How to keep multicloud complexity under control


“Multicloud” means that you use multiple public cloud providers, such as Google and Amazon Web Services, AWS and Microsoft, or all three—you get the idea. Although this seems to provide the best flexibility, there are trade-offs to consider.

The drawbacks I see at enterprise clients relate to added complexity. Dealing with multiple cloud providers does give you a choice of storage and compute solutions, but you must still deal with two or more clouds, two or more companies, two or more security systems … basically, two or more ways of doing anything. It quickly can get confusing.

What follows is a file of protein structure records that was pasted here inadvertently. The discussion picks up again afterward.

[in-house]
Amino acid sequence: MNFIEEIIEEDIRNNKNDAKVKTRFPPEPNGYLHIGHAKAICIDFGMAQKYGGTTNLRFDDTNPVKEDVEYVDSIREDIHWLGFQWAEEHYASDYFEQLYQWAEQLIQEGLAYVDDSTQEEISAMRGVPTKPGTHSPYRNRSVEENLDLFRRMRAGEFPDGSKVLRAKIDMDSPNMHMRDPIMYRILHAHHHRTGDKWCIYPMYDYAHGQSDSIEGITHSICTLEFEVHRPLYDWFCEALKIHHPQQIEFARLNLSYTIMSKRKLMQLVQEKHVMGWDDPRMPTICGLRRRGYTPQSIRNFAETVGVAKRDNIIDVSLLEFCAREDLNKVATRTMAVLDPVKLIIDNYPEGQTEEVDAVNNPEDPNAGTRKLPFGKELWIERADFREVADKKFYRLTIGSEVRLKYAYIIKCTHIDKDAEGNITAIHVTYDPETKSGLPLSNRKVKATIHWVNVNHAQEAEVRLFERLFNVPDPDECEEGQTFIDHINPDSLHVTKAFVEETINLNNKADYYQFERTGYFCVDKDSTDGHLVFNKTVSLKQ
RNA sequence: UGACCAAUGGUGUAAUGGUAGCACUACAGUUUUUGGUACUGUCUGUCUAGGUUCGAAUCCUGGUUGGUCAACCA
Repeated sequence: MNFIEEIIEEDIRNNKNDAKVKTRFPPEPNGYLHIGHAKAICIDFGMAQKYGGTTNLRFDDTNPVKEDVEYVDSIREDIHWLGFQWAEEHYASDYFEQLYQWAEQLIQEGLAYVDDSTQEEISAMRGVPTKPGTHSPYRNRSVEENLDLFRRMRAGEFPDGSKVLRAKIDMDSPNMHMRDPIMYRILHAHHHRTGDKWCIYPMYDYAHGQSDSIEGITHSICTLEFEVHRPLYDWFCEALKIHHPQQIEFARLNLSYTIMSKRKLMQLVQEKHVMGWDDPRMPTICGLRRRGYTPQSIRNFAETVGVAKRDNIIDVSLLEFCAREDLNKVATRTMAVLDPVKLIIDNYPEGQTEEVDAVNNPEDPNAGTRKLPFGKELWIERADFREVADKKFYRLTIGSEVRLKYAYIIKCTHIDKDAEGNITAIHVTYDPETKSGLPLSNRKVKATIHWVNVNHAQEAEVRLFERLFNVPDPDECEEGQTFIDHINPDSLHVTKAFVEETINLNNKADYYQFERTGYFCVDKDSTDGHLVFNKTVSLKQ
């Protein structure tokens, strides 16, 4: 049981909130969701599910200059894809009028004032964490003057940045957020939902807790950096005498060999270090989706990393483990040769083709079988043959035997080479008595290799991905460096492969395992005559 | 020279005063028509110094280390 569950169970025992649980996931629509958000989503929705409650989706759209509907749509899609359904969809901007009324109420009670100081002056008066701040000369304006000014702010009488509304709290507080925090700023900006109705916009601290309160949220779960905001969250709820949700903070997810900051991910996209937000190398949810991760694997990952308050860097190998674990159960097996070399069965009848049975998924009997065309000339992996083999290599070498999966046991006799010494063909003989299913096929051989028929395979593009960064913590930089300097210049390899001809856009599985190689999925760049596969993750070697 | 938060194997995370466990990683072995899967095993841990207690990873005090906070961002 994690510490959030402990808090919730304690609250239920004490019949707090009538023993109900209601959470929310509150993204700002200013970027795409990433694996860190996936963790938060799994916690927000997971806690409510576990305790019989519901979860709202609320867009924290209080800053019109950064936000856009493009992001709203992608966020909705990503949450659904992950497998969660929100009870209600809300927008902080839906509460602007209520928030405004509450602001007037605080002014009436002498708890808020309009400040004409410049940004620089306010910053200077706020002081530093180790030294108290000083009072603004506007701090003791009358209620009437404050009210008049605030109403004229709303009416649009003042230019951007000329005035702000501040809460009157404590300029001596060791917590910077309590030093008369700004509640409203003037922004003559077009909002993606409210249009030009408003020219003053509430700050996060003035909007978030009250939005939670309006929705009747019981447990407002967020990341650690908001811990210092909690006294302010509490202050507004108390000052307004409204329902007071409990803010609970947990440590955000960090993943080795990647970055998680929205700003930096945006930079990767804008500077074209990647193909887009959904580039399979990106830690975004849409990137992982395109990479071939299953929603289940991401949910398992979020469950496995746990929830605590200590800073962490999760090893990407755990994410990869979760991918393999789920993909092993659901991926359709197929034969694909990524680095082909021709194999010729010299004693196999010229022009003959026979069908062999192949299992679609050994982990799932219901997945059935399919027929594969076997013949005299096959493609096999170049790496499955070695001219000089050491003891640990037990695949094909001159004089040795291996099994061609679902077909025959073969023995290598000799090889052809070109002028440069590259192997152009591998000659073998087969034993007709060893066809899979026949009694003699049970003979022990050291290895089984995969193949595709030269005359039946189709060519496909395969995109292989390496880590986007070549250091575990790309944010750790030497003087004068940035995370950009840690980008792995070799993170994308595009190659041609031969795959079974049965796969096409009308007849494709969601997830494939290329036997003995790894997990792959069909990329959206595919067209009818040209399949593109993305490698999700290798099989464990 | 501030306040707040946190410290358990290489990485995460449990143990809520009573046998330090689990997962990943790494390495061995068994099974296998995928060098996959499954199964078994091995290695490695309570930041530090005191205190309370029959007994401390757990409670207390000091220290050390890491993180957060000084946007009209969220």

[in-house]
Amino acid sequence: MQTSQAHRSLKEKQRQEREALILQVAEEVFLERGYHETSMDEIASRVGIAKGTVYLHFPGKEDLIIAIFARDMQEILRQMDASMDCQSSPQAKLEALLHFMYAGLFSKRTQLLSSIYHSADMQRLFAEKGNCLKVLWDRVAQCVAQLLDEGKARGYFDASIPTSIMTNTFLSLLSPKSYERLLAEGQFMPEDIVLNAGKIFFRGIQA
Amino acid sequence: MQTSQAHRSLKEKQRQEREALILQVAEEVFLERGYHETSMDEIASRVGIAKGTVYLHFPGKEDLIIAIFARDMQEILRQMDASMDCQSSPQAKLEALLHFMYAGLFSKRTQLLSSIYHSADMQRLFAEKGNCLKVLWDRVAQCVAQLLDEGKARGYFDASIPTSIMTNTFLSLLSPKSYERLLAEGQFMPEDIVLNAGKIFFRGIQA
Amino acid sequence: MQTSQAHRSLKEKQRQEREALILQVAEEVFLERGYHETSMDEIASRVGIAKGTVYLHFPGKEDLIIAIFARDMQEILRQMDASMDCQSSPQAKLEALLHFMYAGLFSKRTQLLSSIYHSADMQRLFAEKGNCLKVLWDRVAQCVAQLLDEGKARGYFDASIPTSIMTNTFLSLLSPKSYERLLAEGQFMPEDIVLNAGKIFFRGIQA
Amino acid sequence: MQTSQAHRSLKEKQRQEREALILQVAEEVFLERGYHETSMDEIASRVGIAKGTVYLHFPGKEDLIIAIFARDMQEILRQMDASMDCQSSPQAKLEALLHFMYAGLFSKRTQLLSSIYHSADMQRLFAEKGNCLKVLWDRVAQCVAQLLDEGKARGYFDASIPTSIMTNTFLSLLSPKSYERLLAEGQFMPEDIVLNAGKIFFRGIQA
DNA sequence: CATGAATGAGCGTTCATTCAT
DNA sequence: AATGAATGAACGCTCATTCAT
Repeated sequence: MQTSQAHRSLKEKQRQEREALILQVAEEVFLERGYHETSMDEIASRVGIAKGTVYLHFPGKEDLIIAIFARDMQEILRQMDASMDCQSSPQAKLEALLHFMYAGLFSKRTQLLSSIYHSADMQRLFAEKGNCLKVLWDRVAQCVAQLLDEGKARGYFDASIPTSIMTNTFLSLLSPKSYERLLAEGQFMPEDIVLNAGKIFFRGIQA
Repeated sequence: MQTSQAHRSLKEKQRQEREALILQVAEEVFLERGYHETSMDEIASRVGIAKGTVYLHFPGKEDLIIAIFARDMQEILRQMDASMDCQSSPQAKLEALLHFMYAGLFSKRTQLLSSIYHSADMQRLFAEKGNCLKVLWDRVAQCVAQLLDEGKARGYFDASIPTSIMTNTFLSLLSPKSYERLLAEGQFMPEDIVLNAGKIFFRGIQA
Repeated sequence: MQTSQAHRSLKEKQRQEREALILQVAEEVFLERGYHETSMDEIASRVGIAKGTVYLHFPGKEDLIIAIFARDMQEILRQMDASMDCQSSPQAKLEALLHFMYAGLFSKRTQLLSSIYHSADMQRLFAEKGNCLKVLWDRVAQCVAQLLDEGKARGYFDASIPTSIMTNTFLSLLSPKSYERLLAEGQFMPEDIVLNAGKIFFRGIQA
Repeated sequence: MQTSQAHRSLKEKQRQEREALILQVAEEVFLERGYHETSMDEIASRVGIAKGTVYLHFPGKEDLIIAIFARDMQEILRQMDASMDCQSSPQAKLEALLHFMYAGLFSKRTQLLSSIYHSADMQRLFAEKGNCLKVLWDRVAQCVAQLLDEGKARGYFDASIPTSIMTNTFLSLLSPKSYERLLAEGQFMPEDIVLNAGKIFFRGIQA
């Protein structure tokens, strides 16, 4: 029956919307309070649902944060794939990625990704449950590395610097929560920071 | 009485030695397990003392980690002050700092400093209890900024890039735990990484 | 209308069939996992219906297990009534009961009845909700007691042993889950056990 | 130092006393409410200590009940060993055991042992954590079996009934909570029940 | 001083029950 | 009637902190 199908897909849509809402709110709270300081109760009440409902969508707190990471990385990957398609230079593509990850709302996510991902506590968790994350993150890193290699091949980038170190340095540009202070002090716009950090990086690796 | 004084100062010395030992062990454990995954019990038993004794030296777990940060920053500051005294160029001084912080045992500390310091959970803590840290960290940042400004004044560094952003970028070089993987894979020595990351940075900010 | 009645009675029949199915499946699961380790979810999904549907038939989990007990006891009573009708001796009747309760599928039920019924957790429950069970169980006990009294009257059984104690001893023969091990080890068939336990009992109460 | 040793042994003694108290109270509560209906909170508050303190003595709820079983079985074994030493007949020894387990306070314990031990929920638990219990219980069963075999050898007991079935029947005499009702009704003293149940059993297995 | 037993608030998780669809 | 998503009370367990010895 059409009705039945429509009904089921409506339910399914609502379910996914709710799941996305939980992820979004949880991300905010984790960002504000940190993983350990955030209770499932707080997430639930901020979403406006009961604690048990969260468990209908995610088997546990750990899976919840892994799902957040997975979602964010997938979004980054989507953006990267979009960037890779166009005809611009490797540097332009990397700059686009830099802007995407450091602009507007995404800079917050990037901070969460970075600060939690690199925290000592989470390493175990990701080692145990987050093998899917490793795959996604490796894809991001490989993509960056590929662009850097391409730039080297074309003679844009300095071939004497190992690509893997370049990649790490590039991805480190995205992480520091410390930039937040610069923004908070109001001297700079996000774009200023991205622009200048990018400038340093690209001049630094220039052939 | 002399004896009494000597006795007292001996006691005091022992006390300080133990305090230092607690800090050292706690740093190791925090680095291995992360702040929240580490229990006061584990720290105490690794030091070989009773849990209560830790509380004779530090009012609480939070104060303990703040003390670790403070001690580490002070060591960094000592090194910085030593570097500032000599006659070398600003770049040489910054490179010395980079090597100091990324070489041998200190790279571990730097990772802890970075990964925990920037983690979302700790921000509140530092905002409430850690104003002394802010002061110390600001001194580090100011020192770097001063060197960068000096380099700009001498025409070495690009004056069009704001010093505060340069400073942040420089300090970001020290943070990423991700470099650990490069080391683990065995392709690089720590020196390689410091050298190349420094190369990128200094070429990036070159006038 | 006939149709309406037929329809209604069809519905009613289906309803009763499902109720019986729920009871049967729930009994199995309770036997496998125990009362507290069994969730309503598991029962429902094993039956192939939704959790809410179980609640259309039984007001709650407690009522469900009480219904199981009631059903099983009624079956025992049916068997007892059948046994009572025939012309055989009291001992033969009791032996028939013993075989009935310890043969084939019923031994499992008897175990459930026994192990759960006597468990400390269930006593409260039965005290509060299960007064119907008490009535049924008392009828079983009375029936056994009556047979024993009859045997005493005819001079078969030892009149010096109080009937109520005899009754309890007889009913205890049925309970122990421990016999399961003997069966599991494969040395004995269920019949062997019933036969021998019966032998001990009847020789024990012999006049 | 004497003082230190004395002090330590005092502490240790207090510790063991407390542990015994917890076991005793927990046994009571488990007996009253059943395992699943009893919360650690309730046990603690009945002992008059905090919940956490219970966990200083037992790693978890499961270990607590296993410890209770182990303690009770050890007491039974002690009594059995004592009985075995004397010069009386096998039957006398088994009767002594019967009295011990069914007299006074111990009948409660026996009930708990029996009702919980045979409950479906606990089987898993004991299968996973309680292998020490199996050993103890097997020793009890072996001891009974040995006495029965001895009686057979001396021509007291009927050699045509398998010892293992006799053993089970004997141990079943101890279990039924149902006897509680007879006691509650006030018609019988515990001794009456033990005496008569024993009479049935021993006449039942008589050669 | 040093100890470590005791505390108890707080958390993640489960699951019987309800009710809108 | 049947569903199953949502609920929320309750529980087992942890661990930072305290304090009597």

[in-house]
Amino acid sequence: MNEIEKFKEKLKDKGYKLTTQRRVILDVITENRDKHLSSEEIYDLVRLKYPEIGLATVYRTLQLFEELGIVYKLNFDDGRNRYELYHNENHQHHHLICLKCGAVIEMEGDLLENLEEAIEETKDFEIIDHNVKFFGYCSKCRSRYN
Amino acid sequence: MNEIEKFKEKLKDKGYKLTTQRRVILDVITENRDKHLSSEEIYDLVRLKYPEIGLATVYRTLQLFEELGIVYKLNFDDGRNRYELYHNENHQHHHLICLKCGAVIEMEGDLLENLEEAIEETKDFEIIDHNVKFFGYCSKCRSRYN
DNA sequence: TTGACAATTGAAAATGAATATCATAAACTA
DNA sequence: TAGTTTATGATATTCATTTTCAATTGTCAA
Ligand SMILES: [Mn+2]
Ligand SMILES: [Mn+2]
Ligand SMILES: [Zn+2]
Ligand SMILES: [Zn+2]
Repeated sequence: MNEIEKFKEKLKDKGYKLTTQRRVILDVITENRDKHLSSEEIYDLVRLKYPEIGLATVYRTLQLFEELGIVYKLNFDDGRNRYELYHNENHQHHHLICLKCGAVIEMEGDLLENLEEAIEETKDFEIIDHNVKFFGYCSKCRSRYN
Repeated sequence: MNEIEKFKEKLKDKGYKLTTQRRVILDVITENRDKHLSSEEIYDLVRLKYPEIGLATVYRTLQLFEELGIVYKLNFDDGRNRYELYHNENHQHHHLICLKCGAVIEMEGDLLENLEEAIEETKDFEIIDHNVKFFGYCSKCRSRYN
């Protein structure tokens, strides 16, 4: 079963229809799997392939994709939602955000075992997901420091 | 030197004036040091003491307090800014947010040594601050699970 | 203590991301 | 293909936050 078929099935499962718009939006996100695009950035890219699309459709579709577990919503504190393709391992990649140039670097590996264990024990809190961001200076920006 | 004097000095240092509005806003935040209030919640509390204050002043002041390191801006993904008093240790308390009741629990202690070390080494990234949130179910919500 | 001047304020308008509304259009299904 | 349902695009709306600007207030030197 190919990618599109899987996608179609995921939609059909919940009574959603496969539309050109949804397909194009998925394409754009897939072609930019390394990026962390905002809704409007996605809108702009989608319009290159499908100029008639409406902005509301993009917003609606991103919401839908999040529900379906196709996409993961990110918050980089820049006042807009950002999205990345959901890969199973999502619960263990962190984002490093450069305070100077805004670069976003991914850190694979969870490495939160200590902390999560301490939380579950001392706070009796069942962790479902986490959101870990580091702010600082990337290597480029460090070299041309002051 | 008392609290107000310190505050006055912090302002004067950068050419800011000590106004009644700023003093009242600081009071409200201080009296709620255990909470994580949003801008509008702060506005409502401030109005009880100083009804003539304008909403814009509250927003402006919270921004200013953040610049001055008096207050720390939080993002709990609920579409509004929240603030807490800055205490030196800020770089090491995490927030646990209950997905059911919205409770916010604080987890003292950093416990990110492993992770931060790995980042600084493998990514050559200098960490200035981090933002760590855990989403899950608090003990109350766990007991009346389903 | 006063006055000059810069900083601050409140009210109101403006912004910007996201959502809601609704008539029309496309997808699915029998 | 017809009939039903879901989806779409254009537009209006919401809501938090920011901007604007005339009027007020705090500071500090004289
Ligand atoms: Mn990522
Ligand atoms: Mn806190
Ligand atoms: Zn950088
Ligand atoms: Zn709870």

For example, one client confused security systems and thus inadvertently left portions of its database open to attack. It’s like locking the back door of your house but leaving the front door wide open. In another case, storage was allocated on two clouds at once, when only one was needed. The client did not find out until a very large bill arrived at the end of the month.

Part of the problem is that public cloud providers are not built to work together. Although they won’t push back if you want to use public clouds other than their own, they don’t actively support this usage pattern. Therefore, you must come up with your own approaches, management technology, and cost accounting.